Camille Estelle Osborn, of Woodville, was born a fighter. The daughter of Kyle and Casey Osborn and sister to her older brother Kaden, 3, Camille has had a long and tough first 19 months of life.
Born Feb. 19, 2012, the little one has already had her kidneys removed because of a disease known as Autosomal Recessive Polycystic Kidney Disease. At birth, Camille’s kidneys were the size of an adult’s kidneys and covered in cysts.
Since she was five days old, Camille has spent 12 hours a day on dialysis. She has multiple complications related to end stage kidney failure. Parathyroid dysfunction and bone fractures have caused severe deformities to her lower extremities.
Recently, Camille was diagnosed with Congenital Hepatic Fibrosis and Caroli’s Disease, which will progress into liver infections and failure.
Physicians at Children’s Hospital of Wisconsin have recommended a life-saving kidney and liver transplant.
An estimated $50,000 is being raised by volunteers for the Children’s Organ Transplant Association (COTA) in honor of Camille to assist with the cost of transplant-related expenses.
“The goal is to raise $50,000 in honor of Camille for COTA,” Casey said. “The money is placed into a trust for Camille. We are then able to request funds when it comes to her transplant medical expenses.”
COTA is a national charity dedicated to organizing and guiding communities in raising funds for transplant-related expenses. The organization’s priority is to assure that no child or young adult is denied a transplant or excluded from a transplant waiting list due to lack of funds. One hundred percent of all funds raised are used for patients’ transplant-related expenses.
Casey, a full-time case manager at Mercy St. Anne Hospital in Toledo and Kyle, a cabinetmaker at Swisher Custom Cabinetry in Genoa, both have insurance. The cost of the transplant as well as a lifetime of medications for Camille make it necessary for the family to raise funds to cover those expenses.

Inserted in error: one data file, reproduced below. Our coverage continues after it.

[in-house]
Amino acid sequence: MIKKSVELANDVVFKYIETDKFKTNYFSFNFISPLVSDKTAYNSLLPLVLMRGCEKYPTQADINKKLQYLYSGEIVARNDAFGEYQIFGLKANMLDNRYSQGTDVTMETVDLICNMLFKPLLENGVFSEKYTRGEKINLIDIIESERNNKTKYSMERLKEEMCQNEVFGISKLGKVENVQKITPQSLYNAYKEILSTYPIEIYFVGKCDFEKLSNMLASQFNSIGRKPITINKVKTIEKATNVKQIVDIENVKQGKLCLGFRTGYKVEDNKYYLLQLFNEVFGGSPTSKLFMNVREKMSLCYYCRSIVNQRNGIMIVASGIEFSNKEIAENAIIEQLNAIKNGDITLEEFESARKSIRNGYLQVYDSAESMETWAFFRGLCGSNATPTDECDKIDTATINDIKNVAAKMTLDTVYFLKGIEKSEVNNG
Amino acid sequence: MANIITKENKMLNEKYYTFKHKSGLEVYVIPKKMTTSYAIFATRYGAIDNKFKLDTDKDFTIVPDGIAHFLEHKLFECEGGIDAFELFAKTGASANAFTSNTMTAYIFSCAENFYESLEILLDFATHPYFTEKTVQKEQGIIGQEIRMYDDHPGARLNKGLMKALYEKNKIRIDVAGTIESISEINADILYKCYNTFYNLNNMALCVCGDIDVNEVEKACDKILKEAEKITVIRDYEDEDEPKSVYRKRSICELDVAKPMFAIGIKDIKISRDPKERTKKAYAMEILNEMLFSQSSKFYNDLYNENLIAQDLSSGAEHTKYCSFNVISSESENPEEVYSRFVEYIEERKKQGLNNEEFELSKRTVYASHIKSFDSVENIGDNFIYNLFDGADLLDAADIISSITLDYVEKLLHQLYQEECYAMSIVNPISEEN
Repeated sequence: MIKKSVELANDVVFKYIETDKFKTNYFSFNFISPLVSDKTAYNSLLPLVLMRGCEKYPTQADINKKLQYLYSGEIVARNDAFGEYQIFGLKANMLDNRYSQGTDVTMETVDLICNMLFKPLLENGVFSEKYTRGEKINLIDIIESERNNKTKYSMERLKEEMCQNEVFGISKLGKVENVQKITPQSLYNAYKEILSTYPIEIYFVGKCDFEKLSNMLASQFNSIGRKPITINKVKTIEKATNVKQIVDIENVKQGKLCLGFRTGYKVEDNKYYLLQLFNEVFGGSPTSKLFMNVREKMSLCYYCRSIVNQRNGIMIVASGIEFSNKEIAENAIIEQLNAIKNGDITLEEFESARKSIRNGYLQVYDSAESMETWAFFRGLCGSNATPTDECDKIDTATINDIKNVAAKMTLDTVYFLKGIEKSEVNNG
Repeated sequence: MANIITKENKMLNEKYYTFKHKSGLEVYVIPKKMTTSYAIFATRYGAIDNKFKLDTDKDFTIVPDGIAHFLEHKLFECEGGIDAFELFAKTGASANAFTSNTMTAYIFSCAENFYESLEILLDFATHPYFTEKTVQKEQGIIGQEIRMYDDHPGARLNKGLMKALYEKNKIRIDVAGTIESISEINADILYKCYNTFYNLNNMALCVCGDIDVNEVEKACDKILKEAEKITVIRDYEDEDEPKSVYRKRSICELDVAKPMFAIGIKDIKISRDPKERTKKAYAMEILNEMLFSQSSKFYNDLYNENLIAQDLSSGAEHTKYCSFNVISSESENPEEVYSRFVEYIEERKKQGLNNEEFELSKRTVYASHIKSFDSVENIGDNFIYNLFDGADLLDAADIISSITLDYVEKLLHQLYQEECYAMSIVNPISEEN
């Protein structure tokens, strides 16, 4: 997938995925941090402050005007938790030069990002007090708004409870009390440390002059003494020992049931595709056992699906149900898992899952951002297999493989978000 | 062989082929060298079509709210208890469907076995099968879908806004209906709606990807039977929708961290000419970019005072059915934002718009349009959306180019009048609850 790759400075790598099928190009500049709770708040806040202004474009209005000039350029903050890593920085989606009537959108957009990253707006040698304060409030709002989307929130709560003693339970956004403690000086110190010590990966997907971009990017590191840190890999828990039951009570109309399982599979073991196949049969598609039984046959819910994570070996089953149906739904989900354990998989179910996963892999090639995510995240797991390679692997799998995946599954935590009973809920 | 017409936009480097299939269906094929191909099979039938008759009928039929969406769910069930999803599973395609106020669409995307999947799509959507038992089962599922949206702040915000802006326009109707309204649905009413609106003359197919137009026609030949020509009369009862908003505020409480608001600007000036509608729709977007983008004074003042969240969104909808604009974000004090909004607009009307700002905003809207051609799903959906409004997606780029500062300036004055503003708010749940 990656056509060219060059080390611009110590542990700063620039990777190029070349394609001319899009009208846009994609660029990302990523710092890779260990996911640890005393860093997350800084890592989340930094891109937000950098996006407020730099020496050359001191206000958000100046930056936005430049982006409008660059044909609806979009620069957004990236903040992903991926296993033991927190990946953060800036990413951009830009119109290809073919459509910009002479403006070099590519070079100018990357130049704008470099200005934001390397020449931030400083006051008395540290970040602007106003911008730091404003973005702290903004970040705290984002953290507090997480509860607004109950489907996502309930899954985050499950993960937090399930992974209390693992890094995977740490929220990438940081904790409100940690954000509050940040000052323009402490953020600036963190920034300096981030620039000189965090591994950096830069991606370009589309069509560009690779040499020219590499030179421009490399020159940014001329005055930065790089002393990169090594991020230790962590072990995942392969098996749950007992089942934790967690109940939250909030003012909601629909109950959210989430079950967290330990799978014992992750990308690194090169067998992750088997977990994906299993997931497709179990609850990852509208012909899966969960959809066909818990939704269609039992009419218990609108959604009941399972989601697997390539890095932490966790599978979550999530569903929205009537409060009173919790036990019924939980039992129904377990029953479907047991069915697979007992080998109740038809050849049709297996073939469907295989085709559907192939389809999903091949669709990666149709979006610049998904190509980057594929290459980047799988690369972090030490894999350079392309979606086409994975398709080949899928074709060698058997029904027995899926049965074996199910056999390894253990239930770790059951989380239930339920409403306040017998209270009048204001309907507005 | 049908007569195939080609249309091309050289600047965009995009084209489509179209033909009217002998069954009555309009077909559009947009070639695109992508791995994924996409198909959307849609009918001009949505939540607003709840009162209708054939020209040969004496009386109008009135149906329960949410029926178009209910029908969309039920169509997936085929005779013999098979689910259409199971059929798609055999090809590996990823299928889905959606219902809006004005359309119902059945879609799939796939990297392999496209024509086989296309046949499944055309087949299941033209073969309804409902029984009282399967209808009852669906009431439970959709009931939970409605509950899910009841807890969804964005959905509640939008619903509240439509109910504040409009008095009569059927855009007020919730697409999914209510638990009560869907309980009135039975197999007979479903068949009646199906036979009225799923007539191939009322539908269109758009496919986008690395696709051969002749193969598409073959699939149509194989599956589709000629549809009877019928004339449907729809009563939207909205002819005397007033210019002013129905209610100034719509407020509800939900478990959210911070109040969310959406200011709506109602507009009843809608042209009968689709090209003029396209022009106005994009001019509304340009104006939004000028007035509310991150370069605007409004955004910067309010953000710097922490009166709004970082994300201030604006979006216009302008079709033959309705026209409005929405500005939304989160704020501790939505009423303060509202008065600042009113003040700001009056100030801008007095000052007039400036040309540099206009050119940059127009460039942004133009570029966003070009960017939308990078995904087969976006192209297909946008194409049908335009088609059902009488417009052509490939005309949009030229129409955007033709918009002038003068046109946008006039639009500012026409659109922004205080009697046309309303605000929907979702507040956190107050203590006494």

“She (Camille) will be on anti-rejection medications for the rest of her life,” Casey said. “COTA is a wonderful organization. It has helped take some of the burden off of our shoulders. Even with both of us working and having some insurance, the cost is incredible.”
Camille currently receives dialysis 12 hours per day. According to Casey, the dialysis treatments are done at bedtime in order to allow the energetic toddler to live as normal a life as possible.
“She got pretty ill with an infection last month because dialysis leaves her open to infection,” Casey said. “She will be on antibiotics for a few more weeks. She has been put on hold for a transplant. When the infection is gone, she will be ‘active’ on the list again.”
The family is also hoping that living donors for both a kidney and liver transplant are found soon. A friend of the family was being tested to be a possible kidney donor. Unfortunately, she cannot be a donor, Casey said.
“We have had three people tested to be donors and so far it has not worked out,” Casey said. “We are looking for an adult kidney and liver with O blood type. The RH (Rhesus factor) does not matter.
Using a living donor has many benefits. One of those benefits is that the organ never has to be placed on a bypass machine. It is taken directly from the donor and put into the recipient.”
Anyone considering becoming an organ donor can contact Children's Hospital Wisconsin and Froedtrt Hospital. The contact for Living Liver donation is Barb at 414-955-6952. The Living Kidney donation contact is 414-805-0310.
Donations may be mailed to the Children’s Organ Transplant Association, 2501 West COTA Drive, Bloomington, Indiana, 47403. Checks or money orders should be made payable to COTA, with “In Honor of Camille O” written on the memo line of the check.
For more information on Camille or to make a secure credit card donation, visit www.COTAforCamilleO.com.
Fundraising efforts are under way to help meet medical expenses for young Camille Osborn, of Woodville, who needs a lifesaving kidney and liver transplant.